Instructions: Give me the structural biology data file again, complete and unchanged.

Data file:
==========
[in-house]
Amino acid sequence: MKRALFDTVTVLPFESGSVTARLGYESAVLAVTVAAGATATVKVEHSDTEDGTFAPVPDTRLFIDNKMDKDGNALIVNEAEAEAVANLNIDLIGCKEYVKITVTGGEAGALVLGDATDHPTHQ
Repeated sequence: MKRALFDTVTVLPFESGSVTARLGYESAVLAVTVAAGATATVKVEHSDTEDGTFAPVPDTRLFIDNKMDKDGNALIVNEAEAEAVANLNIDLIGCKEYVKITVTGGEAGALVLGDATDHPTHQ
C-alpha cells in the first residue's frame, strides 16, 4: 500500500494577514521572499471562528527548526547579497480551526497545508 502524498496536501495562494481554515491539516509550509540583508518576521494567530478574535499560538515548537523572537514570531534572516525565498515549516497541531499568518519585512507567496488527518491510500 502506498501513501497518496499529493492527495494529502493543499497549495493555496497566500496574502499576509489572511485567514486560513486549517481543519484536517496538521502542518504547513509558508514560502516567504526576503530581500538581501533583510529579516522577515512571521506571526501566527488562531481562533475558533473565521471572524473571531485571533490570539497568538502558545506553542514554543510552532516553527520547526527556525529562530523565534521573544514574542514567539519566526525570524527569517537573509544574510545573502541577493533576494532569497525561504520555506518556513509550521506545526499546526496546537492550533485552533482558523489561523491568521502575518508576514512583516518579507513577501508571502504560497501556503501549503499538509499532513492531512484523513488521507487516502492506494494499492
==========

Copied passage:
[in-house]
Amino acid sequence: MKRALFDTVTVLPFESGSVTARLGYESAVLAVTVAAGATATVKVEHSDTEDGTFAPVPDTRLFIDNKMDKDGNALIVNEAEAEAVANLNIDLIGCKEYVKITVTGGEAGALVLGDATDHPTHQ
Repeated sequence: MKRALFDTVTVLPFESGSVTARLGYESAVLAVTVAAGATATVKVEHSDTEDGTFAPVPDTRLFIDNKMDKDGNALIVNEAEAEAVANLNIDLIGCKEYVKITVTGGEAGALVLGDATDHPTHQ
C-alpha cells in the first residue's frame, strides 16, 4: 500500500494577514521572499471562528527548526547579497480551526497545508 502524498496536501495562494481554515491539516509550509540583508518576521494567530478574535499560538515548537523572537514570531534572516525565498515549516497541531499568518519585512507567496488527518491510500 502506498501513501497518496499529493492527495494529502493543499497549495493555496497566500496574502499576509489572511485567514486560513486549517481543519484536517496538521502542518504547513509558508514560502516567504526576503530581500538581501533583510529579516522577515512571521506571526501566527488562531481562533475558533473565521471572524473571531485571533490570539497568538502558545506553542514554543510552532516553527520547526527556525529562530523565534521573544514574542514567539519566526525570524527569517537573509544574510545573502541577493533576494532569497525561504520555506518556513509550521506545526499546526496546537492550533485552533482558523489561523491568521502575518508576514512583516518579507513577501508571502504560497501556503501549503499538509499532513492531512484523513488521507487516502492506494494499492